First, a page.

Together now, though temporarily, the family savors daily walks and cooking Estela’s favorite chicken flautas. Alejandra is waiting for her work permit to arrive, however due to a backlog in applications, she cannot get a job.

Alejandra says the days drag waiting for Estela to return from school.

"I am grateful to President Biden but I need a permanent solution in order to heal," says Alejandra. "I don’t want to live this way for the rest of my life."

Rep. Soto has re-introduced a bill called the "Protect Patriot Spouses Act" in honor of Alejandra and other military spouses, to make it easier for undocumented spouses of military service people and veterans to stay in the country.

Alejandra says she does not regret her decisions.

"I gave my children the best gift I could possibly give them," she says. "I want them to make something of themselves in the way I couldn't."

Alejandra says she often asks Estela why she keeps writing. "She still has hope (for our family)," says the mom. "Estela is a very positive person, thank god."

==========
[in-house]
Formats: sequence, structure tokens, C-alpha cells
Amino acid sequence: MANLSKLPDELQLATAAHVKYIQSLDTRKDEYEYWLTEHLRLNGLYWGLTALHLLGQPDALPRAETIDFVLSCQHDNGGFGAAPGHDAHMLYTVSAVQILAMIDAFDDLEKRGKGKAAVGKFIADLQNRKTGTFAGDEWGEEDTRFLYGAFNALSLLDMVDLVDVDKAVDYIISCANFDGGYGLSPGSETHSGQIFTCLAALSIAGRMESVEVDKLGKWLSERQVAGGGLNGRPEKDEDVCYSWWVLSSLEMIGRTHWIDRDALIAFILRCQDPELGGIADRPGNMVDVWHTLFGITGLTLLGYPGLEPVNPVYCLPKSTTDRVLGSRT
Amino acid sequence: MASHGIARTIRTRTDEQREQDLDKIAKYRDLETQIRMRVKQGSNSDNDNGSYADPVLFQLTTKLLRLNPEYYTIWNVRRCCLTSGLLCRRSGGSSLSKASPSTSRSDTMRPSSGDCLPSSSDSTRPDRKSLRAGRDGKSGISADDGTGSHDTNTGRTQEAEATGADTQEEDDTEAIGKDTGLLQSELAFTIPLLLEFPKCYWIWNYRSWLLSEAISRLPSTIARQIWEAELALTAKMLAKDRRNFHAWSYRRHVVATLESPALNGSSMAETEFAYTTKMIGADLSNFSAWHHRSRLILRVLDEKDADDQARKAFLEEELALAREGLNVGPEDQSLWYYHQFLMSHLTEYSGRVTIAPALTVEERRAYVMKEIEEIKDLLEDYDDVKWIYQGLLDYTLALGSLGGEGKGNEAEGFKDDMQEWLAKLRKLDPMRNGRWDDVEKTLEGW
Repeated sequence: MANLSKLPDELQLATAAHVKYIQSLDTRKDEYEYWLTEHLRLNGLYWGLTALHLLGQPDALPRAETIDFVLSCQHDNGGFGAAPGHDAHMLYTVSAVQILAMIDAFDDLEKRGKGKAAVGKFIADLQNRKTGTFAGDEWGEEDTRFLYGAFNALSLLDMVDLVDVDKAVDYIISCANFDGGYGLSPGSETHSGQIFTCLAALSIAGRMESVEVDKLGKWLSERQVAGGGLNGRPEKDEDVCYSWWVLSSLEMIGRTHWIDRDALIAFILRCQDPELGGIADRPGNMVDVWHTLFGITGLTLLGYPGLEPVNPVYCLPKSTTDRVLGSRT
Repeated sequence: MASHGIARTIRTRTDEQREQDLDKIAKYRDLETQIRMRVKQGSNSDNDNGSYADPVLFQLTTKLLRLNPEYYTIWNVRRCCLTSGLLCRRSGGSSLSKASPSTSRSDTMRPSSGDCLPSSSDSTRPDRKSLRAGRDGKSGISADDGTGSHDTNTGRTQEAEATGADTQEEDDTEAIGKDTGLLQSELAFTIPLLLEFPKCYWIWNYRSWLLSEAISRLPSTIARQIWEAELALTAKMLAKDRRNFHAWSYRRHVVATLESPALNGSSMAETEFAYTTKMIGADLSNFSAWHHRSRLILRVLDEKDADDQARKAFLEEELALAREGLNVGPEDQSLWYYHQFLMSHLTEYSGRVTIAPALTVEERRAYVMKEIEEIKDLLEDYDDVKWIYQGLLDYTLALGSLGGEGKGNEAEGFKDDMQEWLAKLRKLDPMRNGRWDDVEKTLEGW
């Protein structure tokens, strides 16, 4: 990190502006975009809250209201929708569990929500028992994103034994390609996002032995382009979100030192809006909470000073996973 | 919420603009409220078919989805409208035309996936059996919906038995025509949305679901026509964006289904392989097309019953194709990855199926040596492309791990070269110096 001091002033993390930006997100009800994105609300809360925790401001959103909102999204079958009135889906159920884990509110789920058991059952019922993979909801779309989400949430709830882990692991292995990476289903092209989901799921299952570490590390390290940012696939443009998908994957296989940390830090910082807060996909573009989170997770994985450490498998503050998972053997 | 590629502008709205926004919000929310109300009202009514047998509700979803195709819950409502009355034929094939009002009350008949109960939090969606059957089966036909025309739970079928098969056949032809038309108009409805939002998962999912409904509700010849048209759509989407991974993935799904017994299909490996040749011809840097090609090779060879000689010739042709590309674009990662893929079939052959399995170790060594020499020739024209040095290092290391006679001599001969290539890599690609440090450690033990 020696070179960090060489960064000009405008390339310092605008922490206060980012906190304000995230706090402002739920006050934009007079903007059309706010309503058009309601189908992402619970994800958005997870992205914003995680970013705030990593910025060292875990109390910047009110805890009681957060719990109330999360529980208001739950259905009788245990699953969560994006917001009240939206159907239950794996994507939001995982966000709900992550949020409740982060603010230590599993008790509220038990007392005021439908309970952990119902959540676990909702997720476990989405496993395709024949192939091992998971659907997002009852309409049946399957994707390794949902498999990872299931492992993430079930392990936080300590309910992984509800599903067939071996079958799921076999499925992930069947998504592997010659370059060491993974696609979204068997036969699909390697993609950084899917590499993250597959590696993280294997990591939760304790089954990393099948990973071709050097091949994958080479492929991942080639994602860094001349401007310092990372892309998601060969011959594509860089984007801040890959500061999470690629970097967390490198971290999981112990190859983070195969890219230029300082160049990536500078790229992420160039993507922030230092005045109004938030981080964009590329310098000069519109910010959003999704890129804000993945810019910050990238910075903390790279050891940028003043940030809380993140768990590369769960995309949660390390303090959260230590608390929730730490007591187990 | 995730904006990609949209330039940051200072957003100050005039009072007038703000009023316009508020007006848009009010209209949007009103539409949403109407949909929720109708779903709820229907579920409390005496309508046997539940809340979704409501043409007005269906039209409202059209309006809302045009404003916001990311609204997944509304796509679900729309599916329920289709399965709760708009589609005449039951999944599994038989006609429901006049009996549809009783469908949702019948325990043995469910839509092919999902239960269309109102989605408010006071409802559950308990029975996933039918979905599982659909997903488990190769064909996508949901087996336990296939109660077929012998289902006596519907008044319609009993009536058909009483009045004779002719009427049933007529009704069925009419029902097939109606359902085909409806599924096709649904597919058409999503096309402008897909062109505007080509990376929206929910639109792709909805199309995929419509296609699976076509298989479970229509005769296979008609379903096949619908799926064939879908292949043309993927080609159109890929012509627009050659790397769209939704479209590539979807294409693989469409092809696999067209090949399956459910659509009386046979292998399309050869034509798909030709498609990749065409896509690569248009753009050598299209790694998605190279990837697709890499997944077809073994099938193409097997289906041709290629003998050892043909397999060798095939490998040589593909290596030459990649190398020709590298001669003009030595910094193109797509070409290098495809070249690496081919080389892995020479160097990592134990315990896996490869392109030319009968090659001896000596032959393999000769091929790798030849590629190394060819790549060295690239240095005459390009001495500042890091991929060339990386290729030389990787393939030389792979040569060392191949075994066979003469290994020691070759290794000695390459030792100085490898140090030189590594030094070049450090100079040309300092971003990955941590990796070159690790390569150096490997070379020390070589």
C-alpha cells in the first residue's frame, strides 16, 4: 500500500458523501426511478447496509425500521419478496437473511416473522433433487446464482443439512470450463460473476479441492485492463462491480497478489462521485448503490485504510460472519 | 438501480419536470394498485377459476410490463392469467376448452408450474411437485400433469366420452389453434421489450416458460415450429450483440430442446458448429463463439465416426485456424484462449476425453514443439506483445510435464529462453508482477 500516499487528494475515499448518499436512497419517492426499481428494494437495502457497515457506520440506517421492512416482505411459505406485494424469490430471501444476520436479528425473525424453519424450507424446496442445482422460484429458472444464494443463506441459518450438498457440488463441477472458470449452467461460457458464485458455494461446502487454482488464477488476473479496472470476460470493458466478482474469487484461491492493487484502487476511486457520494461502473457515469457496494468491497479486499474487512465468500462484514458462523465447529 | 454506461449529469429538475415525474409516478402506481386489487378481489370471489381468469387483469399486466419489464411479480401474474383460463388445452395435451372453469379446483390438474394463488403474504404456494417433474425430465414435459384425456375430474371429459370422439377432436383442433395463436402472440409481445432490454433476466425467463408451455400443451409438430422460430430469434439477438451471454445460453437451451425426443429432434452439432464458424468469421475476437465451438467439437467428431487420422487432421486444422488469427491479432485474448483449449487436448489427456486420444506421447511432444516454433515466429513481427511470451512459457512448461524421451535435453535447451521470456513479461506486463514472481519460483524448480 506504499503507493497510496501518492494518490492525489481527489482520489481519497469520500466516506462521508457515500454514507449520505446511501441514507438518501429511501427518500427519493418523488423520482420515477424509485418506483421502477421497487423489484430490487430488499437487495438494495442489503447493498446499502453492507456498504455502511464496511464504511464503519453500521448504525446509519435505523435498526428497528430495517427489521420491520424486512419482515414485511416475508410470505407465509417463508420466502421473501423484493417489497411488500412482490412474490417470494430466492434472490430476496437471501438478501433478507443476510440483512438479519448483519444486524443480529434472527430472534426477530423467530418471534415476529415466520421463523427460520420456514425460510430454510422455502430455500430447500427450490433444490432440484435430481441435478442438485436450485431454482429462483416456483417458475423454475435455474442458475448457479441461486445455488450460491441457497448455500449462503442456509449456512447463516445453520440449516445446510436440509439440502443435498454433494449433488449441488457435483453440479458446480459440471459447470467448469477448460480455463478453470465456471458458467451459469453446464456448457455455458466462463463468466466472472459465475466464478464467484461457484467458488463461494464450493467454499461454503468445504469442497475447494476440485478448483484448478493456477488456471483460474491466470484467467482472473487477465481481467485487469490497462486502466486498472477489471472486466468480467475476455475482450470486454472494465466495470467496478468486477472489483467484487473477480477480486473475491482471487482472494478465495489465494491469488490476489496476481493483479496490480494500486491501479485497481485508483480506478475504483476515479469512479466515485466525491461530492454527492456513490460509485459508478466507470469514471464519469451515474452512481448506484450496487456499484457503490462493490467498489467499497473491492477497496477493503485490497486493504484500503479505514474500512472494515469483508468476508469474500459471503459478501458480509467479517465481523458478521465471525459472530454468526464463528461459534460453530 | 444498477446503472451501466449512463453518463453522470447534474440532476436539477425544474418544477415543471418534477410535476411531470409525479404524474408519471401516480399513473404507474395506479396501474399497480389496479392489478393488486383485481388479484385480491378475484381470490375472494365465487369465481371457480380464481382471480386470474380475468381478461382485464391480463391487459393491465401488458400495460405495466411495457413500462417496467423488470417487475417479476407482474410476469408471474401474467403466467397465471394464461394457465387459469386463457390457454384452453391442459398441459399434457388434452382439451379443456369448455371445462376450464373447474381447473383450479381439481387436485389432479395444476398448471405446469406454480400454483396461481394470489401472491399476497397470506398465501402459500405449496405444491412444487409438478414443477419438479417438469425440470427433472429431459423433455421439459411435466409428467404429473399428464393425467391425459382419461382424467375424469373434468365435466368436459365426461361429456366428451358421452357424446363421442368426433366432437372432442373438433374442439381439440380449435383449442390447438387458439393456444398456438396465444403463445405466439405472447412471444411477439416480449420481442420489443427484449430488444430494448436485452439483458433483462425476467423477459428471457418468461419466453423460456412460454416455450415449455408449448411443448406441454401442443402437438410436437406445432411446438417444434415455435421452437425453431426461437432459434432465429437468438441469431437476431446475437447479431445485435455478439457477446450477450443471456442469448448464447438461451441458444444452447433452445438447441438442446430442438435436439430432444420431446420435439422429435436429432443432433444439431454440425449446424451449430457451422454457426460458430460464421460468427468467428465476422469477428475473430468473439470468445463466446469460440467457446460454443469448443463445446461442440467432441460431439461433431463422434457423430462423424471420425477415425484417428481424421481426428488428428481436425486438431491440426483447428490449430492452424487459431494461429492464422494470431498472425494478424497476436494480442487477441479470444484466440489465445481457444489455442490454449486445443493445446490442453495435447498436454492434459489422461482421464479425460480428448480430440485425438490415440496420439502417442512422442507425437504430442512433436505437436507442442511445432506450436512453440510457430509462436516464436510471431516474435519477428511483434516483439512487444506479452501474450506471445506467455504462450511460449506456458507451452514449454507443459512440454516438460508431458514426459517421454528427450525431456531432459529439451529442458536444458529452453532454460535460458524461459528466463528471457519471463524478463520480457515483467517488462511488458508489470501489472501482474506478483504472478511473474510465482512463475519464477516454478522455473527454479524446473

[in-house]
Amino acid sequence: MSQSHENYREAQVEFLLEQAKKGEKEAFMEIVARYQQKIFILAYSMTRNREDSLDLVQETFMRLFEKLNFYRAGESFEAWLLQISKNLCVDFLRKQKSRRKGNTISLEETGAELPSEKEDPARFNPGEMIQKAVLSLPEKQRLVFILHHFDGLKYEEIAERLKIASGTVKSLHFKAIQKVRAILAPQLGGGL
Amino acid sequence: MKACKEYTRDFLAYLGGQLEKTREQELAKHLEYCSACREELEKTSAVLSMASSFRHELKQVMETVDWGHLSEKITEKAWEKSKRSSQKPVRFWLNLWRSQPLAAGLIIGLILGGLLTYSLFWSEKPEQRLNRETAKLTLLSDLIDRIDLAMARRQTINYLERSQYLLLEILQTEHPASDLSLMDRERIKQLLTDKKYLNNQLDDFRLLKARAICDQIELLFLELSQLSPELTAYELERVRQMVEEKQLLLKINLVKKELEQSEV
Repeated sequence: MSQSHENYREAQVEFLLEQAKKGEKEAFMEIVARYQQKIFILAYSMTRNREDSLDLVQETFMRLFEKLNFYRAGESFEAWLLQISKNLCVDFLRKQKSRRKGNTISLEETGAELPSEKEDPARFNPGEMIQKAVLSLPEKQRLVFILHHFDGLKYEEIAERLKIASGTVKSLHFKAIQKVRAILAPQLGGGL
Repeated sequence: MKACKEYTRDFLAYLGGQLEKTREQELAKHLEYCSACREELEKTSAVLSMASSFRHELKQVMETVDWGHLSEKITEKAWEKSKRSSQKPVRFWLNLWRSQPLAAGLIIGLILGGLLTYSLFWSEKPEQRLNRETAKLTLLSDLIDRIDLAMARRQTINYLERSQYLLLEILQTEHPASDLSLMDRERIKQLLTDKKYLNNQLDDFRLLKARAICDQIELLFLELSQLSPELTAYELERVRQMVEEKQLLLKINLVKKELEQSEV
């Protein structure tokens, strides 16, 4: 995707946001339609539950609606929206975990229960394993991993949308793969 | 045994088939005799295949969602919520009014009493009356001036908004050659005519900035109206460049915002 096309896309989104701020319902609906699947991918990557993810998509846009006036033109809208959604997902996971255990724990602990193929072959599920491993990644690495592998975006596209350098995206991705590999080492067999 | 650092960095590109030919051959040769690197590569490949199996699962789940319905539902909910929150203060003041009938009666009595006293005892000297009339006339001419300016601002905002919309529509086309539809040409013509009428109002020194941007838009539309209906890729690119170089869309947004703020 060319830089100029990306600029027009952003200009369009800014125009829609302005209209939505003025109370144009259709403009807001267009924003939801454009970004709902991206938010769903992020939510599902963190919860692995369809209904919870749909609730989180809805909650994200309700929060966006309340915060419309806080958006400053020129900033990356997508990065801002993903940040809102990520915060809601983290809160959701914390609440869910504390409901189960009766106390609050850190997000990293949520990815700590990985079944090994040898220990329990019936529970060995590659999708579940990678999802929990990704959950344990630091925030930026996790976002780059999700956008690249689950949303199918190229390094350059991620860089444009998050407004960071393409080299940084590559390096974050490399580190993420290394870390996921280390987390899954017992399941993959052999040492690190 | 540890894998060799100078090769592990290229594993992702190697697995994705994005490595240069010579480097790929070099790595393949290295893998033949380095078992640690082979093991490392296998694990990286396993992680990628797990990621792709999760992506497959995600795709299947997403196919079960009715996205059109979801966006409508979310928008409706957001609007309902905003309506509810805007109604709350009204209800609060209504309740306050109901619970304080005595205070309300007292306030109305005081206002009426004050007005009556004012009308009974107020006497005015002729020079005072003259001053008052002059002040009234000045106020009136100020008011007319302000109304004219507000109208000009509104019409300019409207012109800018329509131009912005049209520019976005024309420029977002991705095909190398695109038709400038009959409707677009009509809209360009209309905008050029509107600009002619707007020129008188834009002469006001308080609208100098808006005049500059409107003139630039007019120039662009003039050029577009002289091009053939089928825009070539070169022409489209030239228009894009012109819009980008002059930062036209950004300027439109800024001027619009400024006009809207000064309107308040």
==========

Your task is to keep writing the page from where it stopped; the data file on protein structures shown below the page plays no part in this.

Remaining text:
Estela's second book, which she is in the process of writing, is geared toward young adults and goes further into her experience as the daughter of an undocumented immigrant.

"I like to see (my writing) as something beautiful that came out of a sad situation," says Estela. "It's my project to share with the world."

During Hispanic Heritage Month, TODAY is sharing the community’s history, pain, joy and pride. We are highlighting Hispanic trailblazers and rising voices. TODAY will be publishing personal essays, stories, videos and specials throughout the month of September and October. For more, head here.